Happy Tuesday! I hope everyone had a good weekend and DIDN’T throw their backs out, doomed to spend the weekend laying flat and being a general grump. I really hope that didn’t happen to you. My weekend definitely put me in mind for today’s post!
Defining moody design is like trying to define salty. It is more of a quality than a style itself. For lack of a better way of putting it, moody design is a “mood” of design. There are lots of “moods” of design, such as bright, colorful or quirky and this one happens to be mood-y! Hahaha…ahem…sorry.
To help define what makes a design moody here are a few general guidelines to achieve this “mood”:
#1 Dark Colors
Black, burgundy, dark green, chocolate, wine, navy, charcoal, olive, dark plum, burnt orange. In moody design, these are usually used on the walls, but not always. Dark colors are the fastest, most obvious way to moody design.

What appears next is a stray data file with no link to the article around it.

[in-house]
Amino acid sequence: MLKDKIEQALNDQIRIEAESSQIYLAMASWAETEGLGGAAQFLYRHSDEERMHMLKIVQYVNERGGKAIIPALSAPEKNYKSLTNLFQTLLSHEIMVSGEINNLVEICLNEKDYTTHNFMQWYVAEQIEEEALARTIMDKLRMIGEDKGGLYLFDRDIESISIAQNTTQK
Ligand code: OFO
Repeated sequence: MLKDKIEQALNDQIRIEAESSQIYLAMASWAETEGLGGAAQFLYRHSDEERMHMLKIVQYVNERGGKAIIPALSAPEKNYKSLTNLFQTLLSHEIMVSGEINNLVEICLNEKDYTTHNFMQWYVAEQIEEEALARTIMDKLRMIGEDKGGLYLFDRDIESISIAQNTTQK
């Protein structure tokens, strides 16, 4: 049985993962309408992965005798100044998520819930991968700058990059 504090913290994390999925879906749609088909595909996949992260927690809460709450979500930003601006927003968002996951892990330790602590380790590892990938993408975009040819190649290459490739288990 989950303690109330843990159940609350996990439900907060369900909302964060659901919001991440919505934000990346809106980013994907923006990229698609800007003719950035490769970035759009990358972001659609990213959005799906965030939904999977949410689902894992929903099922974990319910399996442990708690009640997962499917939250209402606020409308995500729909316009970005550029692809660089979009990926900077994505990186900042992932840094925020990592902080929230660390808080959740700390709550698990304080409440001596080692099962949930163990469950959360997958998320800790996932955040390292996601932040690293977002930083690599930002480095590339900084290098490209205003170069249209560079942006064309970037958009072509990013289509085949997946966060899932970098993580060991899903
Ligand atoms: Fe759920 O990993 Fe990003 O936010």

#2 Rough Elements
Elements that have a ruggedness to them. A sort of gruff, worn, natural, organic, or patinaed look. There is something slightly imperfect about moody design.
Details like vaulted ceilings, large windows, and intricate moulding are a bonus when it comes to moody design in order to prevent the spaces from feeling too cramped. The dark or bold color will highlight these architectural elements
Although moody design lends itself well to gothic, greek revivalist, and victorian styles, you don’t need to go full on Wuthering Heights to be considered moody! Any style can be moody, including MCM and modern styles:
In the board below there are combined scandi, modern, and gothic elements:
Any of these individual items could be in any room but that wouldn’t make that room automatically “moody”. Instead it is a combination of these elements that create a moody atmosphere.
Remember this page? If you have questions about any of the terminology in this post, I’ve got you covered in The Fig Design’s Design Dictionary. If you would like to see any more terms or “moods” defined feel free to shoot me a message!